By AMY NICHOLSON
By ALAN SCHERSTUHL
By CAROLINA DEL BUSTO
By AMY NICHOLSON
By STEPHANIE ZACHAREK
By R. Scott Moxley
MY SASSY GIRL (Yeop Gi Jogin)
Korean filmmaker Kwak Jae-Yong's 2001 continental blockbuster began life as an online diary, in which Kim Ho-sik detailed his relationship with his off-the-wall college girlfriend. At face value, Kwak's movie is a low comedy of humiliation, with a whiplash romance gradually developing between baby-faced schlub Kyun-woo (Korean pop singer Cha Tae-Hyun) and a maddeningly sadistic waif (Jeon Ji-Hyun). When they first meet on a late-night subway, she's drunk and, just before passing out, looks up and calls him "honey." The other passengers, assuming Kyun-woo to be the nameless girl's boyfriend, demand he look after her. So he does, and they eventually wind up at a motel. But the longer Kyun-woo sticks with her, the more he is intrigued by her sorrow. Unfortunately for him, once this "sassy girl" realizes she's got him wrapped around her finger, she becomes even stranger, unleashing dramatic mood swings and sociopathic behavior. But underneath her brash exterior, it becomes obvious she has genuine affection for him. The Sandlerian yocks eventually boomerang toward an investigation of grief—and the suffering beneath the surface of all screwball. The turnabout can be devastating enough to make you dread the upcoming DreamWorks remake, which Bend It Like Beckham helmer Gurinder Chadha just signed on to direct. (Michael Atkinson) (Edwards Island. Thurs., April 22, 1:45 p.m.)
If you have ever been lucky enough to visit LA's wonderfully strange Museum of Jurassic Technology (MJT), all I have to tell you is that this film would make a perfect exhibit there and you'll know this is something you absolutely must see. Of course, if you've never been to the MJT, Proteus becomes a much trickier sell. By all rights, David Lebrun's documentary about 19th century artist/biologist Ernst Haeckel should be astonishingly dull stuff, and in the hands of most filmmakers, it easily could be, but Lebrun takes a lyrical approach that's completely hypnotic. Through the use of limited but supremely effective animation and some tersely poetic narration read by Marian Seldes, we are introduced to the life and work of Haeckel, the man who coined the word "ecology" and whose name was once a household word, but who is now known only to a handful of geeks. The pacing is handled wonderfully, and every time your attention threatens to wander, the microscopic undersea creatures that Haeckel studied and drew will begin to flash by at a near-subliminal rate, so unutterably alien and beautiful that you can instantly understand why Haeckel was more than willing to spend his life behind a microscope. But even if your tiny mind can't take it all in, this is the kind of picture you can feel free to just sit back and bask in, letting all those fascinating images and pretty words wash over you. The film takes us back to an era when the depths of the sea where as mysterious and exciting as outer space is today . . . and makes it mysterious and exciting all over again. (GS) (Edwards Island. Tues., 5:30 p.m.)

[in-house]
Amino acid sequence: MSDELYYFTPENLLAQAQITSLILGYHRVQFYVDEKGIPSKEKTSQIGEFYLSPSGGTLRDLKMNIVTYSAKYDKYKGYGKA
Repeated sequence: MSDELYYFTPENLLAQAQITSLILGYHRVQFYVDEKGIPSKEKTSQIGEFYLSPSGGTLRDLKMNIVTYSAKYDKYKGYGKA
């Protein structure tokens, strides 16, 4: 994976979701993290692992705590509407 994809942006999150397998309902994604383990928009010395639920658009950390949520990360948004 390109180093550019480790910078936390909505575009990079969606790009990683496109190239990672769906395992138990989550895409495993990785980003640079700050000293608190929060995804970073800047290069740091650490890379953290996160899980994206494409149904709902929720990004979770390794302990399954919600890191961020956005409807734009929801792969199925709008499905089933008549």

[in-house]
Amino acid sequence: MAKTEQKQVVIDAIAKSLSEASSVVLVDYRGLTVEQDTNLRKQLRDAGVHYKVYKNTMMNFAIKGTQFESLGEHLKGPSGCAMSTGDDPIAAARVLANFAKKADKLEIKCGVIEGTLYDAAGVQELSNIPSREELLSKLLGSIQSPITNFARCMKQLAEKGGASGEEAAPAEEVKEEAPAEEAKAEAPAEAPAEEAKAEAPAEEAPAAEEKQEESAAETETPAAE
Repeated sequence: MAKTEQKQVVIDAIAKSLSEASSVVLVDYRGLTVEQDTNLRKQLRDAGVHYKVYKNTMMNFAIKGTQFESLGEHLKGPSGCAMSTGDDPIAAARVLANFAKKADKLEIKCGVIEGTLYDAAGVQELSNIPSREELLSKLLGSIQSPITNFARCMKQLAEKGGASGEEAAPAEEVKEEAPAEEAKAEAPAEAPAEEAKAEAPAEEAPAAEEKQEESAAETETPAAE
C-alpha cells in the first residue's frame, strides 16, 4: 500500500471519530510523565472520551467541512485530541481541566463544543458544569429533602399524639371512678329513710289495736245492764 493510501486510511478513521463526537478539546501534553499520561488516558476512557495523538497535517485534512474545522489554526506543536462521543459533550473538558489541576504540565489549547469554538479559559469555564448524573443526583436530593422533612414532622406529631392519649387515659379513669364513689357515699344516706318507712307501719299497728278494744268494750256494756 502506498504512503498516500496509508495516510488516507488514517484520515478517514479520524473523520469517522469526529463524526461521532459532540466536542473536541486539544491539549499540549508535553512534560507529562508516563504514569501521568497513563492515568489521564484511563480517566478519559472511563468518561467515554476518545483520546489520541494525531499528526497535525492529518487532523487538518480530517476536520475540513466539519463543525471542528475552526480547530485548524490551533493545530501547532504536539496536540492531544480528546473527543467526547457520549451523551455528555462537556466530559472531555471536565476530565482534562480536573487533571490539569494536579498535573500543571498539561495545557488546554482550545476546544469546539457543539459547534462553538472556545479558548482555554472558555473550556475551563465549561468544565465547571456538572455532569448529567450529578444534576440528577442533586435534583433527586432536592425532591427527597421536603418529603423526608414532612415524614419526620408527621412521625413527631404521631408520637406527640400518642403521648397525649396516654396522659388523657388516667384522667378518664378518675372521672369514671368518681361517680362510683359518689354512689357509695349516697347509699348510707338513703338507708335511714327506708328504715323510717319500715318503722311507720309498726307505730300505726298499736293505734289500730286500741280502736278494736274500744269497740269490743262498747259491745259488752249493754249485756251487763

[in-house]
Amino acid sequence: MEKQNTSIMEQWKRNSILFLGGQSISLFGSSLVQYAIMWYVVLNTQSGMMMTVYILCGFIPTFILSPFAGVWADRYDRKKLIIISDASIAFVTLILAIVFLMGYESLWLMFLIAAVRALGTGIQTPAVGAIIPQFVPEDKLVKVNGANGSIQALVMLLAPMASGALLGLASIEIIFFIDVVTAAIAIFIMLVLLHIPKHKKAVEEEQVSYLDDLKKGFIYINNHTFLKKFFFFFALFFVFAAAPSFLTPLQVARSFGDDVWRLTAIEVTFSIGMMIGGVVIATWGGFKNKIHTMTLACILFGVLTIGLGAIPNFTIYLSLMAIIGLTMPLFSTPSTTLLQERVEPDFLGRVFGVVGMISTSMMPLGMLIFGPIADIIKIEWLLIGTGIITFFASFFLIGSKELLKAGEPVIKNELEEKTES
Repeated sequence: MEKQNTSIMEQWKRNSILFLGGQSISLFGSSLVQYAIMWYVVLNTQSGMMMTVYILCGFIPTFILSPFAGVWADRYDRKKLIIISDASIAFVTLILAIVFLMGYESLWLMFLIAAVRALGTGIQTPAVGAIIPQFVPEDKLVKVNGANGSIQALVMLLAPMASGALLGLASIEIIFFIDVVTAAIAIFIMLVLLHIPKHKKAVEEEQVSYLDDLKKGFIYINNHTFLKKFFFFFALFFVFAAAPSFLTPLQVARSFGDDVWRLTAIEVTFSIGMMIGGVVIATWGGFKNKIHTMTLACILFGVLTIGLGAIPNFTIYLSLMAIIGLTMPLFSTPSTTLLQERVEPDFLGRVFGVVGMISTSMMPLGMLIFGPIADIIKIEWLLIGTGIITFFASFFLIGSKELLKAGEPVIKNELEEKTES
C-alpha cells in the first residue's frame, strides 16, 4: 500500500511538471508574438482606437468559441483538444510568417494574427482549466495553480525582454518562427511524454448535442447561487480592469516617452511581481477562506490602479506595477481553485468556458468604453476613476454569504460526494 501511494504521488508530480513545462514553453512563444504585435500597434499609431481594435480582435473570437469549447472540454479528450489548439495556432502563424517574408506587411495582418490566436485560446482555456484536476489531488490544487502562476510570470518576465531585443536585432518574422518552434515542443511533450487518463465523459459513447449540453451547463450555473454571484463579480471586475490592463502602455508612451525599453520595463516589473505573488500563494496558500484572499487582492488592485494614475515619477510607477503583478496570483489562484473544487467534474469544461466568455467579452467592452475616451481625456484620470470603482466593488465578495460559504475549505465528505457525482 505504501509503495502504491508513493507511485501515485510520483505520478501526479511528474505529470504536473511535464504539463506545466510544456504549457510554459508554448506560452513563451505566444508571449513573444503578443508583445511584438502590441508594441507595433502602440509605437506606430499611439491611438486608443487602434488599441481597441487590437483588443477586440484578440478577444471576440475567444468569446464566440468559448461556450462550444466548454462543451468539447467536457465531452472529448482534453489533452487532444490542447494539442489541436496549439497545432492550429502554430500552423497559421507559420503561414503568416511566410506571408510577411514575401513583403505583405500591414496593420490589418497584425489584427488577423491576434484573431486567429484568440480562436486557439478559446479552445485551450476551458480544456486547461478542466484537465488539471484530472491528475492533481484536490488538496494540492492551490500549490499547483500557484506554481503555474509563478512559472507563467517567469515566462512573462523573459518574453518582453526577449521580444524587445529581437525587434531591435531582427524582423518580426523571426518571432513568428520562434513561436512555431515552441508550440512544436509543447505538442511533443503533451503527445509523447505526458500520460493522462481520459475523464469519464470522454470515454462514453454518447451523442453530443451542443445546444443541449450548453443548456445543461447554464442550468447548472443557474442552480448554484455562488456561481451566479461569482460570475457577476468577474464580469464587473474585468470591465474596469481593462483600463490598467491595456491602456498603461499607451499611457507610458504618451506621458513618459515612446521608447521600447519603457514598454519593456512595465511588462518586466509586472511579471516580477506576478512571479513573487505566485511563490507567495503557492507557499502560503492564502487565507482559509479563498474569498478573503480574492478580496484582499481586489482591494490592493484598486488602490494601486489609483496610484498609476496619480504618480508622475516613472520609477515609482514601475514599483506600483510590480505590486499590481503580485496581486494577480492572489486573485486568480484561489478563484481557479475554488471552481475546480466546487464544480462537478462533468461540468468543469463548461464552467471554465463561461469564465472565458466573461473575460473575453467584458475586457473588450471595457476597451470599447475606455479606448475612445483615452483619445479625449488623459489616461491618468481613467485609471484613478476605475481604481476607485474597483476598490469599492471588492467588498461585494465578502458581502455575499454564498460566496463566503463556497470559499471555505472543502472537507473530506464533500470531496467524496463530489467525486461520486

With a wry pH balance between Kaurismäki and Paradjanov, this Armenian comedy about a post-Soviet mountain village, its boondocks cemetery, its single bus and two sexagenarians finding love in the ruins is a wonder, filthy with eccentric images, unpredictable relationships and an acerbic but generous view of life on the pauperized edge of nowhere. With no work in town, the best, brightest and most of the youngest have left, and everyone left behind hustles to scrape together an existence, selling prized (and unprized) possessions, including marriageable daughters. As bleak as the film makes the town out to be, Paris-based Kurdish filmmaker Hiner Saleem packs in enough warmth and humanity to prevent Vodka Lemon from leaving a sour taste in your mouth. In other words, the omnipresent sense of melancholy is offset by the dignity shown toward people watching their hometown become a ghost town. Through it all, Saleem displays the visual confidence and subtle screwball rhythms of a master. (MA) (Edwards Island. Fri., 8:30 p.m.)
SUPER SIZE ME
You might say Ronald McDonald took a beating at the most recent Sundance Film Festival. In Super Size Me, the fest's most popular doc, director Morgan Spurlock embarks on a monthlong McDiet and videotapes its fouler effects by way of proving that a Big Mac attack is as real as cancer. The question is whether this relatively little movie will manage to reach the type of folks whom Spurlock captures largely from the waist down, his occasional shots of their faces blurred in postproduction so as to obscure the issue of consent. No doubt the bulk of these super-sizers lack the slumming filmmaker's close medical supervision, and Spurlock, who plays his repeated blood and cholesterol tests for big laughs as much as statistical evidence, doesn't seem to include the awareness of de facto corporate food poisoning as being among his many privileges. Important nonetheless, the film may be most effective in convincing time-crunched visitors to the Golden Arches that, on a short lunch break, it may be preferable to starve. (Rob Nelson) (Regency Lido. Tues., 5:30 p.m.)Edwards Island Cinemas, 999 Newport Center Dr., Newport Beach; Regency Lido Theater, 3459 Via Lido, Newport Beach; festival info: (949) 253-2880. Screenings are $5-$10. For full schedule, visit ocweekly.com or newportbeachfilmfest.com. Need more reviews? See The film section in Calendar.
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